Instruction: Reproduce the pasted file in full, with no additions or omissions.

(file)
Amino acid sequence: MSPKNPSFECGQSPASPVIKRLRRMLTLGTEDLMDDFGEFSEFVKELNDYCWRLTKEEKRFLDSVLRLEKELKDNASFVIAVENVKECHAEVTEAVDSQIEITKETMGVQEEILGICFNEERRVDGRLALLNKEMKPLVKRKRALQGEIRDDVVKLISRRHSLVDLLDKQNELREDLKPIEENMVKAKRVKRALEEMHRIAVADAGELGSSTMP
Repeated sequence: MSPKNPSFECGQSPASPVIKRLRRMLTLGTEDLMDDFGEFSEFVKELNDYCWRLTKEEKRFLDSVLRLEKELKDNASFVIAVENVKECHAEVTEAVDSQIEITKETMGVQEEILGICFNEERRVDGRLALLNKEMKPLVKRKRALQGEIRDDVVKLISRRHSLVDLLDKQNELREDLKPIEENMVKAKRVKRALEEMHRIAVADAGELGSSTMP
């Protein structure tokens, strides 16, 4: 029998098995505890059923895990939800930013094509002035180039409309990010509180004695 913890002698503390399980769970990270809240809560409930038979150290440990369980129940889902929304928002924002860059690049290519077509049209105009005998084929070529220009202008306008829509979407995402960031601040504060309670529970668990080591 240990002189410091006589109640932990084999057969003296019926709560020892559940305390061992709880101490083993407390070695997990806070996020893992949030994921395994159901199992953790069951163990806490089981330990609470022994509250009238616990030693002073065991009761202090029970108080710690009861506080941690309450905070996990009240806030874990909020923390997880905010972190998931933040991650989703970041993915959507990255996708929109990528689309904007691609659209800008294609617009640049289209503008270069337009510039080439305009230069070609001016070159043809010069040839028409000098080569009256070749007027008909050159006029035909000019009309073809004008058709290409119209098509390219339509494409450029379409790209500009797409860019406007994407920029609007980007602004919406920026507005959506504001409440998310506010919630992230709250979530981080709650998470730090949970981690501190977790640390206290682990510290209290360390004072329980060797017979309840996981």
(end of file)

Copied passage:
Amino acid sequence: MSPKNPSFECGQSPASPVIKRLRRMLTLGTEDLMDDFGEFSEFVKELNDYCWRLTKEEKRFLDSVLRLEKELKDNASFVIAVENVKECHAEVTEAVDSQIEITKETMGVQEEILGICFNEERRVDGRLALLNKEMKPLVKRKRALQGEIRDDVVKLISRRHSLVDLLDKQNELREDLKPIEENMVKAKRVKRALEEMHRIAVADAGELGSSTMP
Repeated sequence: MSPKNPSFECGQSPASPVIKRLRRMLTLGTEDLMDDFGEFSEFVKELNDYCWRLTKEEKRFLDSVLRLEKELKDNASFVIAVENVKECHAEVTEAVDSQIEITKETMGVQEEILGICFNEERRVDGRLALLNKEMKPLVKRKRALQGEIRDDVVKLISRRHSLVDLLDKQNELREDLKPIEENMVKAKRVKRALEEMHRIAVADAGELGSSTMP
């Protein structure tokens, strides 16, 4: 029998098995505890059923895990939800930013094509002035180039409309990010509180004695 913890002698503390399980769970990270809240809560409930038979150290440990369980129940889902929304928002924002860059690049290519077509049209105009005998084929070529220009202008306008829509979407995402960031601040504060309670529970668990080591 240990002189410091006589109640932990084999057969003296019926709560020892559940305390061992709880101490083993407390070695997990806070996020893992949030994921395994159901199992953790069951163990806490089981330990609470022994509250009238616990030693002073065991009761202090029970108080710690009861506080941690309450905070996990009240806030874990909020923390997880905010972190998931933040991650989703970041993915959507990255996708929109990528689309904007691609659209800008294609617009640049289209503008270069337009510039080439305009230069070609001016070159043809010069040839028409000098080569009256070749007027008909050159006029035909000019009309073809004008058709290409119209098509390219339509494409450029379409790209500009797409860019406007994407920029609007980007602004919406920026507005959506504001409440998310506010919630992230709250979530981080709650998470730090949970981690501190977790640390206290682990510290209290360390004072329980060797017979309840996981």